Sentencing, Mr Justice Fulford told April Casburn she had been guilty of "a corrupt attempt to make money out of sensitive and potentially very damaging information".
The judge went on:
Activity of this kind is deeply damaging to the administration of criminal justice in this country.
It corrodes the public's faith in the police force, it can lead to the acquittal or the failure by the authorities to prosecute individuals who have committed offences whether they are serious or otherwise.
We are entitled to expect the very highest standards of probity from our police officers, particularly those at a senior level.
It is, in my judgment, a very serious matter indeed when men or women who have all the benefits, privileges and responsibilities of public office use their position for corrupt purposes.
He said he was particularly concerned about Casburn's child, and admitted that her absence while she is in prison could be damaging.
But he said that, had she not been arrested, the detective would have returned to work by now, and therefore the child would be cared for by others anyway.
Detective Chief Inspector April Casburn was today jailed for 15 months at the Old Bailey after being found guilty last month of misconduct in public office for offering to sell information to the News of the World.
Casburn, 53, had been warned that a jail term was likely despite the fact that she is in the process of adopting a child.
A detective found guilty of misconduct in public for offering to sell information to the News of the World is due to be sentenced today.
Detective Chief Inspector April Casburn, 53, has been warned that a jail term is likely, despite the fact that she has recently adopted a child.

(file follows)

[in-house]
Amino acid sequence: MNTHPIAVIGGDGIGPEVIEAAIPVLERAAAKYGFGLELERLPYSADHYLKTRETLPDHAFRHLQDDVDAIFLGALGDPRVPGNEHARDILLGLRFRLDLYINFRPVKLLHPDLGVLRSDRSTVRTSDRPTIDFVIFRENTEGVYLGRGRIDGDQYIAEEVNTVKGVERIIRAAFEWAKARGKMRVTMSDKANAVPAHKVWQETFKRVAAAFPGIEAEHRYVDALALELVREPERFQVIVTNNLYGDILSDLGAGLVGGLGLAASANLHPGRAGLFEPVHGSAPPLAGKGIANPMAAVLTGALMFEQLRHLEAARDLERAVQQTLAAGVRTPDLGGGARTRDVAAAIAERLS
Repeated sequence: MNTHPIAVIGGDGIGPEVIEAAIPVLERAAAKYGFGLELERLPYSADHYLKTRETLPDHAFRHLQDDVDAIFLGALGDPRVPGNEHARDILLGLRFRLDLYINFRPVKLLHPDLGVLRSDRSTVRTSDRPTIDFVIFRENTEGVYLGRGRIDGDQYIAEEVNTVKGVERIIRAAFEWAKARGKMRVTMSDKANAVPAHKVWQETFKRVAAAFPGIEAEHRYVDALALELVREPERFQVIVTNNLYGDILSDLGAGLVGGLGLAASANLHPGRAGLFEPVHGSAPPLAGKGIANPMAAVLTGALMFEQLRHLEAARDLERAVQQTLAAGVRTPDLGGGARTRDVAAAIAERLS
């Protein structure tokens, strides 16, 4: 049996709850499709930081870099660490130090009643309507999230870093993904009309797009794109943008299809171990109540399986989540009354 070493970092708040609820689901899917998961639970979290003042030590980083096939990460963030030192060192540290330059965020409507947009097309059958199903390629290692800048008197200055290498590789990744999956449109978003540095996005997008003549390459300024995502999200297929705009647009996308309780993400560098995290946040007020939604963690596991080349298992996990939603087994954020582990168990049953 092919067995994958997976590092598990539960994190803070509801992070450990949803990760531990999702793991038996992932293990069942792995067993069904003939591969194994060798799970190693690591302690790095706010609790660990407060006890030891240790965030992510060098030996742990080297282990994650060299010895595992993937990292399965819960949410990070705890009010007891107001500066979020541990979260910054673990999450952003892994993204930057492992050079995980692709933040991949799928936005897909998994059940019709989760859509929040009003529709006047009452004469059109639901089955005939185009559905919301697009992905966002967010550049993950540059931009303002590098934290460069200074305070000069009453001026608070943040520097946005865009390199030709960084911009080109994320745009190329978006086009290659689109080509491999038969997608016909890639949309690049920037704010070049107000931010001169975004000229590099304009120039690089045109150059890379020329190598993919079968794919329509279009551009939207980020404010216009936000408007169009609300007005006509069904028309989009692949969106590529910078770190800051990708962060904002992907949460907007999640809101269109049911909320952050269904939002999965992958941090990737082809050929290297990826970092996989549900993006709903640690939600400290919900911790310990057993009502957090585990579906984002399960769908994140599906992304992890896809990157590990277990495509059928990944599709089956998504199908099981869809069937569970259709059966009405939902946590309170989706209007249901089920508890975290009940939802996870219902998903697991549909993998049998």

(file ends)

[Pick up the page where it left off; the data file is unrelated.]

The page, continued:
The senior counter-terrorism expert, who managed the National Terrorist Financial Investigation Unit, "sought to undermine a highly sensitive and high profile investigation at the point of its launch", prosecutors said.
She had called the newspaper's news desk in September 2010 and spoke to a journalist about the new investigation into phone hacking, telling him six people were under investigation, including former News of the World editor Andy Coulson.
She claimed that she made the call because she was worried about counter-terrorism resources being wasted on the inquiry, which her colleagues saw as "a bit of a jolly".
Likening the male-dominated unit to the TV series Life on Mars, she said there was "palpable excitement" about who would get to meet celebrities such as Sienna Miller.
But the jurors rejected her explanation and took just three-and-a-half hours to unanimously find her guilty.
Speaking outside court, Crown Prosecution Service lawyer Greg McGill said, "DCI Casburn has been found guilty of misconduct in public office - not only did she seek to divulge confidential information, she sought to leak details of a case to the very newspaper under investigation".
"This is a very serious offence and the jury has today agreed that DCI Casburn's actions were criminal", he added.
The Independent Police Complaints Commission described DCI April Casburn's conviction as "a testament to the strenuous efforts being undertaken to identify police officers who may have taken corrupt payments".